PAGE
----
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  Fruits and Vegetables: Do You Get Enough?  
Fruits and Vegetables: Do You Get Enough?
The American Cancer Society recommends five or more servings of fruits and vegetables each day to help prevent cancer. These foods are the best source of helpful vitamins, minerals, fiber, antioxidants, and phytochemicals that may help prevent disease. They also give you energy and help you feel great.
Since the serving sizes are relatively small, most people can easily follow the recommendations.
The list below explains the size, shape, and/or look of one serving:
  • medium apple or orange: the size of a tennis ball
  • 1 cup chopped raw vegetables or fruit: baseball size
  • 1/4 cup dried fruit (raisins, apricots, mango): a small handful
  • lunch-box size container of unsweetened applesauce.
  • cup of lettuce: four leaves
  • chicken stir-fry with 1 cup of mixed broccoli, carrots, and mushrooms (= 2 vegetable servings)
  • 1/2 cup cooked or canned legumes (beans and peas)
  • 5-6 baby carrots
Snack Your Way To 5 A Day
Try the snack suggestions below to help reach the goal of eating at least 5 servings of fruits and vegetables each day. When you substitute low-calorie, high-fiber fruits and vegetables for less healthful snacks, you'll save on calories and feel fuller, too.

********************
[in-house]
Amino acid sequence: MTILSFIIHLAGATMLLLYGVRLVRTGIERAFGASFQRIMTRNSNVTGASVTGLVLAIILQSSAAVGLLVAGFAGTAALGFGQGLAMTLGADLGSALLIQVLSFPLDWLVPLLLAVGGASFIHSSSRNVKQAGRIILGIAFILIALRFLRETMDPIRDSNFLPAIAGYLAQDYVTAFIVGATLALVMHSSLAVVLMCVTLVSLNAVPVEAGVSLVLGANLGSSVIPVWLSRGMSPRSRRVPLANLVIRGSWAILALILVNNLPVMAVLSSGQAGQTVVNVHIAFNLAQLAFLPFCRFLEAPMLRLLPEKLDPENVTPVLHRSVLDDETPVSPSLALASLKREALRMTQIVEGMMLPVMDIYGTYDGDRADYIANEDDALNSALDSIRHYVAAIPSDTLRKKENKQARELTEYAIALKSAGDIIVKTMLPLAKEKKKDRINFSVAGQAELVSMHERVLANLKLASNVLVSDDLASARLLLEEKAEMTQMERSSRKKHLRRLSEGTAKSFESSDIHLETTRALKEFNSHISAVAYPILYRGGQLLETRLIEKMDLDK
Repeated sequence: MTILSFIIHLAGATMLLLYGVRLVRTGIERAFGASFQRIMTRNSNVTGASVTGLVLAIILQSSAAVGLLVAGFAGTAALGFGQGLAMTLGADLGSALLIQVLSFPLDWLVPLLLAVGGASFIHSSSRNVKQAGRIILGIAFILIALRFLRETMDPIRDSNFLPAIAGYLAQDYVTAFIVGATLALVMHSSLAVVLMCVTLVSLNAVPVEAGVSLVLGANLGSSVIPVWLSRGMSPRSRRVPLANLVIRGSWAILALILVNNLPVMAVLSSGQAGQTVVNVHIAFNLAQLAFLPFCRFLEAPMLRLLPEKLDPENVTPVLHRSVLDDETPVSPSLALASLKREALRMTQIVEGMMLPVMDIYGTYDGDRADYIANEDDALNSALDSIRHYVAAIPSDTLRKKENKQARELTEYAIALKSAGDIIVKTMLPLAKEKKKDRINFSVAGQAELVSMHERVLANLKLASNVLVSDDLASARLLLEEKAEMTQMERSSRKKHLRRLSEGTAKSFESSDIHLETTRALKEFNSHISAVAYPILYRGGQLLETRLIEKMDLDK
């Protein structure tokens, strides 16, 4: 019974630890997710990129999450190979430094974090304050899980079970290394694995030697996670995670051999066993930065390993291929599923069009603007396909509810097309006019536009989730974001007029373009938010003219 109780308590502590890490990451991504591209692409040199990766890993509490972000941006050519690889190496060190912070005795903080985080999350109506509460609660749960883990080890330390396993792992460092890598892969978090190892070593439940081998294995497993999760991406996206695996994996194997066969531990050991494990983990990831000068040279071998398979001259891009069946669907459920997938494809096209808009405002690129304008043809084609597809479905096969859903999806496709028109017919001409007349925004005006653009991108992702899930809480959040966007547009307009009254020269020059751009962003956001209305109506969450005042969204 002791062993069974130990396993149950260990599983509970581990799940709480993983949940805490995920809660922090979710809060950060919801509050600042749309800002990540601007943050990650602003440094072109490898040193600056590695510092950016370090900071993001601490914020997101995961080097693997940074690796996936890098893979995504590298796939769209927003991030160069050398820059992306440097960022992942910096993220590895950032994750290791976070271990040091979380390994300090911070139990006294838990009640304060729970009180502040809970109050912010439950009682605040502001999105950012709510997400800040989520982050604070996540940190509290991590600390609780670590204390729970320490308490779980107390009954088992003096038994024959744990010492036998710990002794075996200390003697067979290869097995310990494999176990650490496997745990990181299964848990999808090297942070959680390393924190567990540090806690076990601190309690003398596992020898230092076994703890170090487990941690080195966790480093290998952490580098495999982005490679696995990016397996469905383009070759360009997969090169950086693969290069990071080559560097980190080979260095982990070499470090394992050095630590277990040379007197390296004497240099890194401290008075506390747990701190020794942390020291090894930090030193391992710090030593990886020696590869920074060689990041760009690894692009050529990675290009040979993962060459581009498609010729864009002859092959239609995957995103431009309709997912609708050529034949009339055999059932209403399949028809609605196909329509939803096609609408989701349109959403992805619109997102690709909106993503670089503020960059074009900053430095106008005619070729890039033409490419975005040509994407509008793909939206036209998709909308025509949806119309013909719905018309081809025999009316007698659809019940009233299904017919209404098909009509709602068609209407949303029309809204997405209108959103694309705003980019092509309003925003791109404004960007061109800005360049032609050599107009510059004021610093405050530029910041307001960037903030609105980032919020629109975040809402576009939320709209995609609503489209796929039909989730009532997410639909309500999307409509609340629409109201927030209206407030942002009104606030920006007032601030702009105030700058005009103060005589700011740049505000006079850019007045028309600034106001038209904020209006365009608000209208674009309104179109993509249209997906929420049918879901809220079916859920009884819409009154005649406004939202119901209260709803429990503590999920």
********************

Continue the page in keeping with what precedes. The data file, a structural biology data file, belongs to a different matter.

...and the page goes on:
• Keep mixed nuts and vegetable juice boxes in your desk drawer and glove compartment.
  • Keep a bowl full of fresh veggies and fruits on your kitchen counter.
  • Try dipping fresh fruit in a low-fat yogurt and pudding dip.
  • Fruits packaged in their own juice, frozen fruits and vegetables, and low-sodium canned vegetables provide the same healthful benefits as fresh produce.
  • Try dried fruits as a tasty and energizing snack you can take anywhere.
  • Short on time? Look for pre-washed, pre-cut vegetables such as baby carrots and broccoli florets at the grocery store. Dip them in nonfat ranch dressing for extra zip.
  • Limit your consumption of French fries, snack chips, and other fried vegetable products when nibbling, as well as at mealtimes.
More healthful eating tips, recipes, and easy ways to squeeze in physical activity are found in Living Smart: The American Cancer Society's Guide to Eating Healthy and Being Active. Call 1-800-ACS-2345 to request the booklet from the ACS office nearest you.
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